While there is no music playing, we learn to tune our bodies, every motion at first a clumsy note and then more tuning and following until a kind of riding out with naming and recognising arises and then - bliss. Through many glimpses we can see evidence of spaces between the notes. Do they have something to say? We have expanded our awareness to see new again.
In the last hours we each courageously play one-at-a-time, moving together with Terry’s indefatigable support equally giving fortification and brace when needed. It is remarkable to witness the vulnerabilities wash away. How has this unfolding happened so effortlessly? A sense of deep gratitude for the continuous and extraordinary energy, generosity and kindness.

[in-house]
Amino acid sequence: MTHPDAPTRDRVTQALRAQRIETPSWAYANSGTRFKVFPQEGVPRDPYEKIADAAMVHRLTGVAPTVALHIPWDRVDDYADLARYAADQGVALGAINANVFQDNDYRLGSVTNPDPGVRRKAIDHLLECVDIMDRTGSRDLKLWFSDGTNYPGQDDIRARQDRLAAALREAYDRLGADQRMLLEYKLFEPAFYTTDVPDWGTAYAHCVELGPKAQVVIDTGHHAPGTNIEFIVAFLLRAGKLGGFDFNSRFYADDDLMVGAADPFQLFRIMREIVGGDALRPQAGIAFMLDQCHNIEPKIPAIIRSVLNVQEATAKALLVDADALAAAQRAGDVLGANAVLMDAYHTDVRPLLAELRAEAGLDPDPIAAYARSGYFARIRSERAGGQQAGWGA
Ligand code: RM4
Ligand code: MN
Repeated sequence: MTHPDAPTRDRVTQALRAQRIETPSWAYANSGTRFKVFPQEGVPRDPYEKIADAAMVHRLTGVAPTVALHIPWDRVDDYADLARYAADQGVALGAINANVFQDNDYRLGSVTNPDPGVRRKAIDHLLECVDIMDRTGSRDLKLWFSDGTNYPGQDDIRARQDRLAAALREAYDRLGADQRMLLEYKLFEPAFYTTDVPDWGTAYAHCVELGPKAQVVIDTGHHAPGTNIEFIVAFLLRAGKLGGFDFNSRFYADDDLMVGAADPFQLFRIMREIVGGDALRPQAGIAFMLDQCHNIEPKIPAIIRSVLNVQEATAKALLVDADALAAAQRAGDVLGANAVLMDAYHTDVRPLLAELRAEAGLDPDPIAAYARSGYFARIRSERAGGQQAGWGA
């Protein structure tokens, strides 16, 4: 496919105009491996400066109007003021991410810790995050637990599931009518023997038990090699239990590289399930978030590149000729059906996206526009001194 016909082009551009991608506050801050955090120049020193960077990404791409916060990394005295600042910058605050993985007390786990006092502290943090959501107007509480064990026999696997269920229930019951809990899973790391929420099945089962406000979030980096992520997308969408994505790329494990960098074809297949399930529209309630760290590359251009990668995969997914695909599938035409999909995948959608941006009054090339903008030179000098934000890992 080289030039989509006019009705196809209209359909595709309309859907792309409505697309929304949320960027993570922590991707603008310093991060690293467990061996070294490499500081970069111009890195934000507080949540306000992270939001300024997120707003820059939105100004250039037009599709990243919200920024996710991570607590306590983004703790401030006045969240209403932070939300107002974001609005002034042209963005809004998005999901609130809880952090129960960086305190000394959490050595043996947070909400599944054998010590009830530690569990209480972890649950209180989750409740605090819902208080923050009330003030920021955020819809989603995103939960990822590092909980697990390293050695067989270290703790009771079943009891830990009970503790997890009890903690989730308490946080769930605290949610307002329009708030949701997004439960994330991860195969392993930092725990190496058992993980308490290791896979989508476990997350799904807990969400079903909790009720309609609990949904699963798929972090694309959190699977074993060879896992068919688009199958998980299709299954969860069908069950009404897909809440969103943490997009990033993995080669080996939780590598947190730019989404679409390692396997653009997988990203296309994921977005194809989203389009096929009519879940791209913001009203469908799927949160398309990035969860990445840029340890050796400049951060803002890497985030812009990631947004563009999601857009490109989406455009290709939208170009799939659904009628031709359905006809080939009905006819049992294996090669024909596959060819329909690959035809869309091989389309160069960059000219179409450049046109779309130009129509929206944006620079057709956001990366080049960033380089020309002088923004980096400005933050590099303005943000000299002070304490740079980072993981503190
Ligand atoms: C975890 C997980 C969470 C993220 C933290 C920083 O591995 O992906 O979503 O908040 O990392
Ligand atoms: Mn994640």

“Reflection needs supportive circumstances. When it finds it, it says loosen your belt, sit back and stay a while. It settles deep in the places you have forgotten. It watches the tea steep, small billows that curl, reminders that it is okay do it all… sl-ow-ly”
'Working with Amerta movement in Life Moves invites exploration of such a living, dynamic state of awareness. A simultaneous practice of deep intuition and inquisitive engagement, I found it opened a path for echoes of patterns, blockages, karma to show themselves in emerging relationship with movement and surroundings. Absolutely the most fun I've ever had in a meditative practice, while thoroughly challenging my edges and creating opportunities for growth through vulnerability. Thank you so much for the opportunity to learn this way! Lovers of movement, don’t hesitate for a moment.’ Jesse Mclellan